Coin collecting: what determines the value of the product?
If you’ve ever thought about delving into the world of numismatics, you’ve probably considered the value of coins. Why is it that sometimes, for example, a coin for sale on the internet is worth thousands, even though it looks identical to the one you have in your wallet, and even several pieces? Will a collectible coin be more expensive in 5 or 10 years? What determines the value of collectible coins? These questions are answered by experts from the Lithuanian Mint.
What defines the initial value of a coin?
Each coin is the official tender of the country whose denomination is minted on the coin. It refers to the circulating value of a coin, which, from a historical perspective, used to correspond to the raw materials used to produce the coin. Coins of precious metals – i.e., gold, silver – have traditionally always been much more valuable than their denomination, but today most coins are made of cheaper metals. For example, the so-called Nordic gold alloy (89% copper, 5% aluminium, 5% zinc, 1% tin) is used for the 10, 20 and 50 euro cent coins, and copper-plated steel is used for the 1, 2 and 5 euro cent coins. The exemption applies to collectible coins which, in most cases, are also worth much more than their denomination suggests.
Influence of numismatists on the value of collectible coins
One of the most important factors in determining the value of a particular collectible coin is the number of minted copies (mintage), which is strictly limited and increases the value of the coin over time. In addition, lower mintage usually means that there are more interested collectors than there are coins available, which also has a significant impact on the value of the coin – with demand outstripping supply, the value of extremely limited edition collectible coins increases every year. Other factors determining the value of a coin are the relevance of its theme, the originator or producer of the coin, and the technologies used in its production.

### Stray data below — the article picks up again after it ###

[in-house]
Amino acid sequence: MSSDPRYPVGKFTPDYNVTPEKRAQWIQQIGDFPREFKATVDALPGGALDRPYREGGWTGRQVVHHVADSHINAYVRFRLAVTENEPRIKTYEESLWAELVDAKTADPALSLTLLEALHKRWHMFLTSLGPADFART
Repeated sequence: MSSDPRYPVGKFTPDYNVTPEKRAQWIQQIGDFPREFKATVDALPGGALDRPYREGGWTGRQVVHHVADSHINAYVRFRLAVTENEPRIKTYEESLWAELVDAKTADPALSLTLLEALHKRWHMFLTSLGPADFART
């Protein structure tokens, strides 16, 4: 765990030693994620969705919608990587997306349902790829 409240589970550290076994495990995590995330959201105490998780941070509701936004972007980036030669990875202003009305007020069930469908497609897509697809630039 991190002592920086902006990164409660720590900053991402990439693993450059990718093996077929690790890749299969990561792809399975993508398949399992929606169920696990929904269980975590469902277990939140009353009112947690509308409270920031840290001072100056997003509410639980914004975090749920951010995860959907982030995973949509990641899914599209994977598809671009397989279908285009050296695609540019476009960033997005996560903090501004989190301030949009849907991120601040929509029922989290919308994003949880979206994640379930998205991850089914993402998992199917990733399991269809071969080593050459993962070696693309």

For those who would like to become numismatists, the most important thing is to learn how to estimate the potential value of collectible coins before starting your collection. First of all, it is necessary to take into account the material from which the coin is made and the legacy of the coin as a work of authorship over time – in other words, its historical, cultural or artistic significance. It is often the case that these aspects of collectible value are highly correlated, since coins intended to honour important historical events are usually minted from pure precious metals, and specific technologies such as UV printing, holograms, etc, are also used.
The criteria of coin quality
When planning to acquire collectible coins, it is worth paying attention to the quality of their minting, which is usually characterised by the type of minting – proof or proof-like. The first category comprises coins of the highest quality, specially designed for collectors, which have been produced with the aim of maximising their technical & artistic qualities and using extremely high quality equipment. These coins are packaged in special transparent capsules. Coins in the second category are produced according to simplified minting technology and are mainly intended for circulation, but are also found in the range of collectible coins.
High-relief silver coins are subject to another quality standard – antique finish. It means that the coin has been treated with a special surface ageing technology. Although the coins processed in this way are corrosion-resistant, they are packaged in special transparent capsules, too.
When evaluating a coin made of precious metals, the fineness of the coin, i.e., the amount of precious metal in the coin, is important. Thus, a 999 fineness means that the coin contains 99% pure precious metal, while 999.9 (corresponding to 24 carats, i.e., the purest gold) means 99.9% gold and only 0.1% impurities – the highest degree of purity of precious metal that can be achieved.